"He goes 'Clint, I know, I know -- I just need to get them in, I don't care about my numbers,' I mean -- it was an awesome conversation," Hurdle added.

The pitcher made it clear he just wanted to be there for the team. He wanted to keep pitching, he didn't care what his Baseball-Reference page would say.

"Don't worry about me," the pitcher kept saying.

"I said, 'Hey buddy, c'mon we're going to have a laugh,' I said, 'I'm not worried about you, I said, 'Turn around.'"

He did just that.

"All three outfielders were bent over with their hands on their knees breathing like they had just run 50 wind sprints. I said it's either take you out or put in three new outfielders -- which one do you think I should do?'"

[GIANTS INSIDER PODCAST: Listen to the latest episode]

Geoff Blum: Infielder, (1999 - 2012)

Story No. 1:

"Usually when I'm on a broadcast I try not to name names, but usually a lot of fans that know my career and know this particular individual know I'm always talking about Doug Brocail because he was one of the more eccentric, more vocal pitchers I was ever around and we played together in San Diego and Houston, so we're around each other quite a bit." 

"I got along with him greatly, but I just remember there was a particular spring training when we got done with our time in San Diego and we signed with Houston, 2008 and we're in spring training in Kissimmee, Fla., and usually the wind there would just be howling out from home plate towards center field, and Doug comes in from the bullpen to get his work in, you know -- guaranteed contract, going to be on the team, nothing to worry about, and I think the second pitch he throws goes over the batting eye -- it's not even close, he kind of looks up like, 'Wow, ball's carrying today.'"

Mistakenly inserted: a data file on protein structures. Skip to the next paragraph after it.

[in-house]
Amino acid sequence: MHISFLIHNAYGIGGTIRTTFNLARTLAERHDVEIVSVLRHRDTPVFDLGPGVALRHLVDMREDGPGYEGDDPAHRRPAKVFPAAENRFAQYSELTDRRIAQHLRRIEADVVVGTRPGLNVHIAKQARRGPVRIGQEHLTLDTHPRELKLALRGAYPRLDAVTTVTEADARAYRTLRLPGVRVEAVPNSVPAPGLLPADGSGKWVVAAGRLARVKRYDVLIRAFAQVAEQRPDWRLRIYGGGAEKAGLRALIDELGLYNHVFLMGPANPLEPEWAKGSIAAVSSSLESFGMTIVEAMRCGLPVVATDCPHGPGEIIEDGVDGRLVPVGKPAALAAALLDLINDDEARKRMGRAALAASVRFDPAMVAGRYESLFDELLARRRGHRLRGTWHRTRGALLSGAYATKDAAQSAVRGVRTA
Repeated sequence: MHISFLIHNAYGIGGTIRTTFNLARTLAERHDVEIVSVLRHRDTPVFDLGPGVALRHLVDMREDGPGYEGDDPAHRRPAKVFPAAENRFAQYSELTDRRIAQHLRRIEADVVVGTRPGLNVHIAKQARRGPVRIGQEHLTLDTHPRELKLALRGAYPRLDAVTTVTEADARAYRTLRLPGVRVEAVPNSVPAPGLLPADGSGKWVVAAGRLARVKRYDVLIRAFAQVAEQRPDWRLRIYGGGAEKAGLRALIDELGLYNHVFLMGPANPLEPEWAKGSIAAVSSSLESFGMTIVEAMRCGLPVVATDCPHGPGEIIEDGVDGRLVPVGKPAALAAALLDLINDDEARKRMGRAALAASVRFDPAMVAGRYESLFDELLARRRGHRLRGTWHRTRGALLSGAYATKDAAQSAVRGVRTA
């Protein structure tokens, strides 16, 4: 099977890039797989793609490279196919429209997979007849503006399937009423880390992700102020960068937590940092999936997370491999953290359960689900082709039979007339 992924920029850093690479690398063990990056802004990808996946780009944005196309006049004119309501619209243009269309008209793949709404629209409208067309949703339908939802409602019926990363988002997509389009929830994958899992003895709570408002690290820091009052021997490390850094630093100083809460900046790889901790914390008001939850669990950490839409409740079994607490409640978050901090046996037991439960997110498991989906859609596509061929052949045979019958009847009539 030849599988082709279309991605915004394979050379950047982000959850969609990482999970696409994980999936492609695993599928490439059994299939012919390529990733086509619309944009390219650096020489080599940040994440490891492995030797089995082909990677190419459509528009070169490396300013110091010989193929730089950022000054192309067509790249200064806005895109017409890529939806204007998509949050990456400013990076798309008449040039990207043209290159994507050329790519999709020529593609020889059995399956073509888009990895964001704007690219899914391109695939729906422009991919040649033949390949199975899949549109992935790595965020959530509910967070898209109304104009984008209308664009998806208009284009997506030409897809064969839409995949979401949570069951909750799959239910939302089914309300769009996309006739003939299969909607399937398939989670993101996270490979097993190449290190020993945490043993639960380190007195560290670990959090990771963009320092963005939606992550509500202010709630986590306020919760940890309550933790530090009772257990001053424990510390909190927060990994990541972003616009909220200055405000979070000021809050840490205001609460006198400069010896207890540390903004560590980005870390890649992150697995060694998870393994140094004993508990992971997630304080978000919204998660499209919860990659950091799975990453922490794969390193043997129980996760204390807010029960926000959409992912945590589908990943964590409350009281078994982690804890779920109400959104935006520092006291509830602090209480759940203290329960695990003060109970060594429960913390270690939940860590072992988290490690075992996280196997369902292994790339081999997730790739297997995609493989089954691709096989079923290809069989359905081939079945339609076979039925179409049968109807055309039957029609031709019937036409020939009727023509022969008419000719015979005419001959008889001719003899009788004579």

"He proceeds to give up a double, triple, double and another double and finally, I'm throwing the ball back to him, as I walk to the mound I'm like, 'Doug, just not your day, just kind of casually saying 'It's spring training, don't worry about it kind of thing ... '"

"He goes, 'Are you kidding me? Are you seeing what's going on here?' And he gets to the top of the mound, turns around and screams at the outfield at the top of his lungs: 'Back the eff up!'"

"I'm like Doug, Doug you can't do that," Blum added. "He goes, 'You don't know what's happening.' He just starts screaming 'Back the eff up!'"

Brocail then proceeds to give up a home run.

"I go, 'They're not playing deep enough,' and he just kind of yells at me and walks off the mound."

Story No. 2:

"I'm not sure if he was on the mound for this, but there was a veteran pitcher during that season also and J.R. Towles was our catcher and J.R. wasn't one of the more brilliant catchers that I ever got to play with, we got spoiled working with Brad Ausmus for so long."

"And then we had J.R. [who] had a tough time with signs and there was a veteran pitcher on the mound and we had a runner on second base and J.R. comes out to reassure the pitcher about the signs. I was playing I think shortstop at the time, so I come in to make sure we're all on the same page. J.R. gives the first sign after two, everyone shakes their head and goes, 'Yep -- that's it!'"